Extracting calcium traces from the neurons of C. elegans is an important problem, enabling the study of individual neuronal activity and the large-scale dynamics that govern behavior. Traditionally, non-negative matrix factorization (NMF) methods have been successful in demixing and denoising cellular calcium activity in relatively motionless or pre-registered videos. However, in the case of C. elegans or other animal models where motion compensation methods fail to stabilize the effect of even mild motion in the imaging data, standard NMF methods fail to capture cellular footprints since these footprints are variable in time. In this work, we introduce deformable non-negative matrix factorization (dNMF), which models the motion trajectory of the underlying image space using a polynomial basis function. Spatial footprints and neural activity are optimized jointly with motion trajectories in a matrix tri-factorization setting. On simulated data, dNMF is demonstrated to outperform currently available demixing methods as well as methods that account for motion and demixing separately. Furthermore, we display the practical utility of our approach in extracting calcium traces from C. elegans microscopy videos. The extracted traces elucidate spontaneous neural activity as well as responses to stimuli. Open source code implementing this pipeline is available at https://github.com/amin-nejat/dNMF
Single-beam scanning electron microscopes (SEM) are widely used to acquire massive datasets for biomedical study, material analysis, and fabrication inspection. Datasets are typically acquired with uniform acquisition: applying the electron beam with the same power and duration to all image pixels, even if there is great variety in the pixels' importance for eventual use. Many SEMs are now able to move the beam to any pixel in the field of view without delay, enabling them, in principle, to invest their time budget more effectively with non-uniform imaging.
Comprehensively resolving single neurons and their cellular identities from whole-brain fluorescent images is a major challenge. We achieve this in C. elegans through the engineering and use of a multicolor transgene called NeuroPAL (a Neuronal Polychromatic Atlas of Landmarks). NeuroPAL worms share a stereotypical multicolor fluorescence map for the entire hermaphrodite nervous system that allows comprehensive determination of neuronal identities. Neurons labeled with NeuroPAL do not exhibit fluorescence in the green, cyan, or yellow emission channels, allowing the transgene to be used with numerous reporters of gene expression or neuronal dynamics. Here we showcase three studies that leverage NeuroPAL for nervous-system-wide neuronal identification. First, we determine the brainwide expression patterns of all metabotropic receptors for acetylcholine, GABA, and glutamate, completing a map of this communication network. Second, we uncover novel changes in cell fate caused by transcription factor mutations. Third, we record brainwide activity in response to attractive and repulsive chemosensory cues, characterizing multimodal coding and novel neuronal asymmetries for these stimuli. We present a software package that enables semi-automated determination of all neuronal identities based on color and positional information. The NeuroPAL framework and software provide a means to design landmark atlases for other tissues and organisms. In conclusion, we expect NeuroPAL to serve as an invaluable tool for gene expression analysis, neuronal fate studies, and for mapping whole-brain activity patterns.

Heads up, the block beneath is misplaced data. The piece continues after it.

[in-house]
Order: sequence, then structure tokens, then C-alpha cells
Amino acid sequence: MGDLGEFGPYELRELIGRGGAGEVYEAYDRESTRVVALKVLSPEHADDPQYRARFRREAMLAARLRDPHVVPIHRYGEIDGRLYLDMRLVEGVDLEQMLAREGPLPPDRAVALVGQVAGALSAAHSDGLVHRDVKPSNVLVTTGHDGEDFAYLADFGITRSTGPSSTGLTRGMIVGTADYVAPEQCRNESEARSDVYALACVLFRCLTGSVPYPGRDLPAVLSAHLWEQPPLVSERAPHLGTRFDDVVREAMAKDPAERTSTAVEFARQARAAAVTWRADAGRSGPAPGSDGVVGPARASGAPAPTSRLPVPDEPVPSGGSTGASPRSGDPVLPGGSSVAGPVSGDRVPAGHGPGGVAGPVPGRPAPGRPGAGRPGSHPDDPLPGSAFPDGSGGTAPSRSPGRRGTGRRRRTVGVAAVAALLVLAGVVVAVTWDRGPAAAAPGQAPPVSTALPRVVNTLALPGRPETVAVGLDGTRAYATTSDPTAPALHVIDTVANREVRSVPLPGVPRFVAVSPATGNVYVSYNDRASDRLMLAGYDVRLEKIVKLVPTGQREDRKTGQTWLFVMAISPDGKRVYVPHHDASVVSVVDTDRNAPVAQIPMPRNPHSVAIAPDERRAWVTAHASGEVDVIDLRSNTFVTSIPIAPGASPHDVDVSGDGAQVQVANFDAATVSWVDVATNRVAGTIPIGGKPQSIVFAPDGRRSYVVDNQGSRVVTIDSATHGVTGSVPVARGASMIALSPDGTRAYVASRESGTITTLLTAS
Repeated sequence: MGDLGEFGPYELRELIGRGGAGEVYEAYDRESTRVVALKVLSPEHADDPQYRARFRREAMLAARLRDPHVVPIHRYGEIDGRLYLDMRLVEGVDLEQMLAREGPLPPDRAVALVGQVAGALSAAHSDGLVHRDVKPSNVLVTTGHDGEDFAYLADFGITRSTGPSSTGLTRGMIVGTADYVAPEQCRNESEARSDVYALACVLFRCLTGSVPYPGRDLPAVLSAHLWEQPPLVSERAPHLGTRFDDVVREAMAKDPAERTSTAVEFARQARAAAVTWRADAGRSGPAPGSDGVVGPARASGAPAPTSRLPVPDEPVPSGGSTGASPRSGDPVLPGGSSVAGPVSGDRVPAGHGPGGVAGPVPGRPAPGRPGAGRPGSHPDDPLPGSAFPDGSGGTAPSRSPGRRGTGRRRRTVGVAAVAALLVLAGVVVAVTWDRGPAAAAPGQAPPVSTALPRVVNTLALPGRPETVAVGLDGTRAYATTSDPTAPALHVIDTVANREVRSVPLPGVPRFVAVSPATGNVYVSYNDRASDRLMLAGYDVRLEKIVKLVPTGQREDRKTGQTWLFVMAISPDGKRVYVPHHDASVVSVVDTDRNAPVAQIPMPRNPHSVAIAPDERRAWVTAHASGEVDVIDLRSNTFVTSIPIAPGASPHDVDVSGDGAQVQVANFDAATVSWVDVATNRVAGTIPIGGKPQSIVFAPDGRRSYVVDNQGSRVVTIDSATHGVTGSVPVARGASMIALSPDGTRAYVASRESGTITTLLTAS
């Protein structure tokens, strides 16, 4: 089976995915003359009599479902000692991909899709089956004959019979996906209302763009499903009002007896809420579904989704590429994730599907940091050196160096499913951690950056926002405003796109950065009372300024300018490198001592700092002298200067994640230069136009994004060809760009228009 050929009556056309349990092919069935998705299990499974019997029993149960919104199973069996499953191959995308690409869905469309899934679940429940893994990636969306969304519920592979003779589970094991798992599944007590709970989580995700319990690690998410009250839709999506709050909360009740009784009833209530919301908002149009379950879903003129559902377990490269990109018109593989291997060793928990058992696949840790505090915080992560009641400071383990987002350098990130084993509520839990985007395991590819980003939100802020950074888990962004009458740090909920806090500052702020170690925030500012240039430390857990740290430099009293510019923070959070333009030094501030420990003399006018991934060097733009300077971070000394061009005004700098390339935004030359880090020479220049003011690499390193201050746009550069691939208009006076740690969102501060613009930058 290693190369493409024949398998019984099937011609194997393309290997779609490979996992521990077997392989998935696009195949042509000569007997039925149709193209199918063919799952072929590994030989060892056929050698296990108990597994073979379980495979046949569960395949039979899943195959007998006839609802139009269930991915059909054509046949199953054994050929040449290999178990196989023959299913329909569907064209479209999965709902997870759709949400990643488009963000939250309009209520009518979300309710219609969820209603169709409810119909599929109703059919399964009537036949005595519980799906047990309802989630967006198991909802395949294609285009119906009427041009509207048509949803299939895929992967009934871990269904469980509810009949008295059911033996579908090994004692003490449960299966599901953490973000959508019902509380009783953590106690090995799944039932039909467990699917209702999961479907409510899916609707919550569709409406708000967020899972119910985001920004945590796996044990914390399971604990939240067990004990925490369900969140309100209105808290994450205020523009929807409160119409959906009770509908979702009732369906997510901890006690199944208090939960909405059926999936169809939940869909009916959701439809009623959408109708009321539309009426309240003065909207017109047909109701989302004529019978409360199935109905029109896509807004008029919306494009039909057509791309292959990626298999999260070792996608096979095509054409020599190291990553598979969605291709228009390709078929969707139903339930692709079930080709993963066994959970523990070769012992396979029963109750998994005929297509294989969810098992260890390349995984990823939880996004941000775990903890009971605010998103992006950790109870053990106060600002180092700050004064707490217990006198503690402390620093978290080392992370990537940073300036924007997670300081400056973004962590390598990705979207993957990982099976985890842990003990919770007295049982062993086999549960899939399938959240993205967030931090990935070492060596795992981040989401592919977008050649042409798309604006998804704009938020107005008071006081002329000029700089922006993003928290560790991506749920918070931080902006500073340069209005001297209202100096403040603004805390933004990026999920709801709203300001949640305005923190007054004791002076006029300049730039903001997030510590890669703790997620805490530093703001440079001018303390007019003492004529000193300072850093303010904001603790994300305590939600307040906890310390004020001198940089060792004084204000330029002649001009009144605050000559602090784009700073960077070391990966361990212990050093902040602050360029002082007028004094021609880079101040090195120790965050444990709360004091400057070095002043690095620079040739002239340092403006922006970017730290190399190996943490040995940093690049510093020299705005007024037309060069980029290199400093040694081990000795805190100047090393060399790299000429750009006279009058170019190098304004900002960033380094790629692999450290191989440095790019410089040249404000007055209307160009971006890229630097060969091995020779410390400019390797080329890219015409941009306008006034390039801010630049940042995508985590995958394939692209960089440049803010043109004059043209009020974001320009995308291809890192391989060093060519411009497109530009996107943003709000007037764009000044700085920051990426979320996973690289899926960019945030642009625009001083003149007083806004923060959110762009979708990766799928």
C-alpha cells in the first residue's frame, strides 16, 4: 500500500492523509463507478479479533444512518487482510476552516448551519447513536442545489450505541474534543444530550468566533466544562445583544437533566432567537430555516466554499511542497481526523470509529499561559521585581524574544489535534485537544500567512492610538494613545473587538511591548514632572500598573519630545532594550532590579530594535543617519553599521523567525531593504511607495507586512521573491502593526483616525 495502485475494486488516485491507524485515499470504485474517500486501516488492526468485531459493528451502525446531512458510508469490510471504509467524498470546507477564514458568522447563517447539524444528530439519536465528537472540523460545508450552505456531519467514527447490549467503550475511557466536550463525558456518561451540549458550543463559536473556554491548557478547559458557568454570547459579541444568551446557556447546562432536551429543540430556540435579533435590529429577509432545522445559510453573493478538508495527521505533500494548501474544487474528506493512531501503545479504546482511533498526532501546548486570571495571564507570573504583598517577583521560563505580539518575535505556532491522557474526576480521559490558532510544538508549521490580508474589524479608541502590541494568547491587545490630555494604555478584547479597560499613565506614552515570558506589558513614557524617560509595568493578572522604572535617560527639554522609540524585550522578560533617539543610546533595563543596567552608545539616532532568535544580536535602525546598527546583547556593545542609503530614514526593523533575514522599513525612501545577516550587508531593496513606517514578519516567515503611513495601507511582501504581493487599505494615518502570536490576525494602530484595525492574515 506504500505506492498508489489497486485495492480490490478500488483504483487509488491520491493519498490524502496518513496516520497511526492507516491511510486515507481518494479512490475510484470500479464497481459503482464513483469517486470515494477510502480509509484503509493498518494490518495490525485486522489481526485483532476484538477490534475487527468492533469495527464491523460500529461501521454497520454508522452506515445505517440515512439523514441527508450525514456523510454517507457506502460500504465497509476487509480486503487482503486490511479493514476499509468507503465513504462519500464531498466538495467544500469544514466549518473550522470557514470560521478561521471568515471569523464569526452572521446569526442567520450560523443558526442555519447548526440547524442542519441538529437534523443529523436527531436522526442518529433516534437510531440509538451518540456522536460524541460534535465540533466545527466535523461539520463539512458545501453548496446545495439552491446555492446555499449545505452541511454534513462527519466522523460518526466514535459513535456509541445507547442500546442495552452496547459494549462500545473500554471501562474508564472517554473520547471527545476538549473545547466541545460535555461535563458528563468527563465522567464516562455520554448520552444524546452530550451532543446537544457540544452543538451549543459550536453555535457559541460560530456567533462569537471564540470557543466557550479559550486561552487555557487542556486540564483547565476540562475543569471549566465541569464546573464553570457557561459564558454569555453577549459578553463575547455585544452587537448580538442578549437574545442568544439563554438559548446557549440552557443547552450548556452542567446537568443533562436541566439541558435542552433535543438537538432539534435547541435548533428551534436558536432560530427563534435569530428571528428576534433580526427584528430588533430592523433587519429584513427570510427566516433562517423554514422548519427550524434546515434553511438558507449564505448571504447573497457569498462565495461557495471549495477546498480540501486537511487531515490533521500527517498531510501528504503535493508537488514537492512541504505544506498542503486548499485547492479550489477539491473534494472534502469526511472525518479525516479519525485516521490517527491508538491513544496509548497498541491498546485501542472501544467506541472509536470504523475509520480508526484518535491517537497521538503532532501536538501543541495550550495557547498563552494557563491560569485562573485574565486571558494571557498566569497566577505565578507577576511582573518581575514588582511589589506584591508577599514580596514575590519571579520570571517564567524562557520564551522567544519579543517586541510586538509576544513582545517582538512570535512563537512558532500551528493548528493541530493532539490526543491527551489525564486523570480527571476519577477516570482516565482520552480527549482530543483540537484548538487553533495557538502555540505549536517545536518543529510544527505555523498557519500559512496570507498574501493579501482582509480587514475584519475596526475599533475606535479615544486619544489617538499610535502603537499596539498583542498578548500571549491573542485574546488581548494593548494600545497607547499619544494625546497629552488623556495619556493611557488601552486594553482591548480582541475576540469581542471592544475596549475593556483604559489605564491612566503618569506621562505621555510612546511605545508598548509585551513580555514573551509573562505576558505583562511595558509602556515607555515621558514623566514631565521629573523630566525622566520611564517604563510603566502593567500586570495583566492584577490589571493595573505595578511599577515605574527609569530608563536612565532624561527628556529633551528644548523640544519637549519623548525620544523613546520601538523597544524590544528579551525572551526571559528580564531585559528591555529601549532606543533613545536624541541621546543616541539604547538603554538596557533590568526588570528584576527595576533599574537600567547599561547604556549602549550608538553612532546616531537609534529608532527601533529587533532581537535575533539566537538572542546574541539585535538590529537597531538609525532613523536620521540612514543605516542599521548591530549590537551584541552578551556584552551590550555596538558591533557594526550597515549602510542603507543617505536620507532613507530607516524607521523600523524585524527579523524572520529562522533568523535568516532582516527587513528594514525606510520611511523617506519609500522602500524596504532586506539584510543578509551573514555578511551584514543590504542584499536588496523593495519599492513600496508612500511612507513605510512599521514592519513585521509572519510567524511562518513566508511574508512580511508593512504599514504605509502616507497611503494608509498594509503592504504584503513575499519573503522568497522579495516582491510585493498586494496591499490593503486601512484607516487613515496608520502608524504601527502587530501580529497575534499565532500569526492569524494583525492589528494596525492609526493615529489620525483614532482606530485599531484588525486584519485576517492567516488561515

Temperature is a key control parameter of biological processes, but measuring and controlling temperatures on a cellular-length scale in living organisms remains an outstanding challenge. Applying nanoscale-thermometry techniques to early embryos, we study cell divisions in a highly controlled manner using local laser heating and real-time in vivo temperature readout. Nitrogen-vacancy centers in nanodiamonds, incorporated into the cells, allow us to map out the temperature distribution of a locally heated embryo with submicrometer spatial resolution and high sensitivity. The simultaneous cell-division imaging under controlled laser heating is used to achieve cell-cycle timing control and inversion, providing insights into timing-regulation mechanisms during early embryogenesis. Understanding the coordination of cell-division timing is one of the outstanding questions in the field of developmental biology. One active control parameter of the cell-cycle duration is temperature, as it can accelerate or decelerate the rate of biochemical reactions. However, controlled experiments at the cellular scale are challenging, due to the limited availability of biocompatible temperature sensors, as well as the lack of practical methods to systematically control local temperatures and cellular dynamics. Here, we demonstrate a method to probe and control the cell-division timing in Caenorhabditis elegans embryos using a combination of local laser heating and nanoscale thermometry. Local infrared laser illumination produces a temperature gradient across the embryo, which is precisely measured by in vivo nanoscale thermometry using quantum defects in nanodiamonds. These techniques enable selective, controlled acceleration of the cell divisions, even enabling an inversion of division order at the two-cell stage. Our data suggest that the cell-cycle timing asynchrony of the early embryonic development in C. elegans is determined independently by individual cells rather than via cell-to-cell communication. Our method can be used to control the development of multicellular organisms and to provide insights into the regulation of cell-division timings as a consequence of local perturbations.